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Los Angeles County Superior Court Judge David J. Cowan recently claimed that Walt Disney’s grandson Bradford D. Lund had Down Syndrome—despite being presented with DNA evidence proving the opposite. The judge also ruled Lund to be “unfit” to receive his $200 million inheritance from Walt Disney and appointed him a temporary guardian to make all his legal decisions. This was all ordered without a hearing. Lund’s legal team is now trying to contest the rulings.

Inside the Magic’s recent article entitled “Walt Disney’s Grandson Sues Judge Claiming He Has Down Syndrome Without Evidence, Blocking $200 Million Inheritance” says that in the complaint, Lund’s attorney Lanny Davis alleges that the probate court’s action is “all too reminiscent of a perspective where facts do not matter but alternative facts do, where the constitution does not matter…”

The alternative facts Davis spoke of are from a 2016 court decision by Superior Court Judge Robert Oberbillig from a 10-day trial brought on by “disgruntled relatives” against Lund. The trial came after seven years of litigation questioning whether Lund was required to have a limited guardianship. In that trial, Lund was examined by two court-appointed physicians, one court-appointed expert and by Judge Oberbillig himself in open court.

From the investigation, Judge Oberbillig rejected the family’s claims that Lund needed guardianship and ruled that Lund was “not incapacitated.” However, Judge Cowan ignored Oberbillig’s ruling and the DNA evidence that showed Lund doesn’t have Down Syndrome. Instead, Cowan stated from the bench: “Do I want to give 200 million dollars, effectively, to someone who may suffer, on some level, from Down syndrome? The answer is no.”

From this statement, Lund’s legal team brought an additional cause of action that claims Judge Cowan and the Los Angeles Court violated an anti-discrimination law, when Judge Cowan made this “indisputably false” statement and “perception.” They claim this resulted in discrimination against Lund and his loss of freedom regarding the right to counsel and property rights without due process of law.

On Feb. 27, 2020, Lund’s counsel also filed a federal civil rights case in the U.S. District Court for the Central District of California against Judge Cowan for alleged violation of Lund’s constitutional due process rights in the appointment of a limited guardian ad lit em.

Lund was supposed to have received his portion of his mother’s trust fund when he was 35, which was 15 years ago. He is now 50 years old.

Reference:  Inside the Magic (March 25, 2020) “Walt Disney’s Grandson Sues Judge Claiming He Has Down Syndrome Without Evidence, Blocking $200 Million Inheritance”

Fixing an Estate Plan Mistake

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When an issue arises with your estate planning documents, you need to seek the assistance of a qualified and experienced estate planning attorney, who knows to fix the problems or find the strategy moving forward.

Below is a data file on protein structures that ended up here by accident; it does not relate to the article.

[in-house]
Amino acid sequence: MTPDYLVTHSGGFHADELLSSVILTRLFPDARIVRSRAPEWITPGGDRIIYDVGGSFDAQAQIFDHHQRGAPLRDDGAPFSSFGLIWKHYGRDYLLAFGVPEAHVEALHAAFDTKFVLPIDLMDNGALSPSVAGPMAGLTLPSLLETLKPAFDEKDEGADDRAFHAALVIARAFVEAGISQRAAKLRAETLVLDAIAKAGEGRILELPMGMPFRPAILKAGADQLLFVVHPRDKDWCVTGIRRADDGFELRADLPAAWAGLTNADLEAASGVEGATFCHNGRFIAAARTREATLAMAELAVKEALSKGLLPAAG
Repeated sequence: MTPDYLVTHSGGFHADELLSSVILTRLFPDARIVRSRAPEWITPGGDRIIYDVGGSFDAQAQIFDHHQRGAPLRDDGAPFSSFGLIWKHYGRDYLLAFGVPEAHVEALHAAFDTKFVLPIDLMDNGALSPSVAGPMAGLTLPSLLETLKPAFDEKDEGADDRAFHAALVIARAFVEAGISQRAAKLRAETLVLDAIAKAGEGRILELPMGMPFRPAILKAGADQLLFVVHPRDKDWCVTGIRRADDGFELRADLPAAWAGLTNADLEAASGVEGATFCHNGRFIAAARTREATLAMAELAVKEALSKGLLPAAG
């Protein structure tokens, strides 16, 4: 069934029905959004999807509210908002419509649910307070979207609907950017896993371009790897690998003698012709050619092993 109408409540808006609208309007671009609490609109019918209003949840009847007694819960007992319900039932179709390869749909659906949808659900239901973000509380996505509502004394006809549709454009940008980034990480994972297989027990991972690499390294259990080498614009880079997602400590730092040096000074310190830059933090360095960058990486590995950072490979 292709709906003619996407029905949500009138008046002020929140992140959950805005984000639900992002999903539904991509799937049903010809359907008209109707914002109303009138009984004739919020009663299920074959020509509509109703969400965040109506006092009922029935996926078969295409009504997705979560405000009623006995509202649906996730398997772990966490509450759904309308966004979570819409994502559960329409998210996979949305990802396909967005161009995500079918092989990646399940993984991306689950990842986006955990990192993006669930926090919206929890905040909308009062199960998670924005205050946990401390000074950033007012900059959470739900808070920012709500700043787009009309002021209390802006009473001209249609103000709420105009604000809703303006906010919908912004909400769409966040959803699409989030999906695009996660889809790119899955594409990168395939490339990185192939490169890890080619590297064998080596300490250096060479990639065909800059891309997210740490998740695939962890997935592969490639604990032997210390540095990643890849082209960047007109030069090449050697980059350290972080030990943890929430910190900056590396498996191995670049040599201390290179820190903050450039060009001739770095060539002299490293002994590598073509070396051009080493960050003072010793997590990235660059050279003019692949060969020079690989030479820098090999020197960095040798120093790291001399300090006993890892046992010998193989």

Generally speaking, an irrevocable trust can’t be revoked. However, in some circumstances, it can be modified or changed with a Court order. The trust may have been drafted to allow its trustees and beneficiaries the authority to make certain changes in specific circumstances, like a change in the tax law.

Those kinds of changes usually require the signatures from all trustees and beneficiaries, explains The Wilmington Business Journal’s recent article entitled “Repairing Estate Planning Mistakes: There Are Ways To Clean Up A Mess.”

Another change to an irrevocable trust may be contemplated if the trust’s purpose may have become outdated or its administration is too expensive. An estate planning attorney can petition a judge to modify the trust in these circumstances when the trust’s purposes can’t be achieved without the requested change. Remember that trusts are complex, and you really need the advice of an experienced trust attorney.

Another option is to create the trust to allow for a “trust protector.” This is a third party who’s appointed by the trustees, the beneficiaries, or a judge. The trust protector can decide if the proposed change to the trust is warranted. However, this is only available if the original trust was written to specify the trust protector.

A term can also be added to the trust to provide “power of appointment” to trustees or beneficiaries. This makes it easier to change the trust for the benefit of current or future beneficiaries.

There’s also decanting, in which the assets of an existing trust are “poured” into a new trust with different terms. This can include extending the trust’s life, changing trustees, fixing errors or ambiguities in the original language, and changing the legal jurisdiction. State trust laws vary, and some allow much more flexibility in how trusts are structured and administered.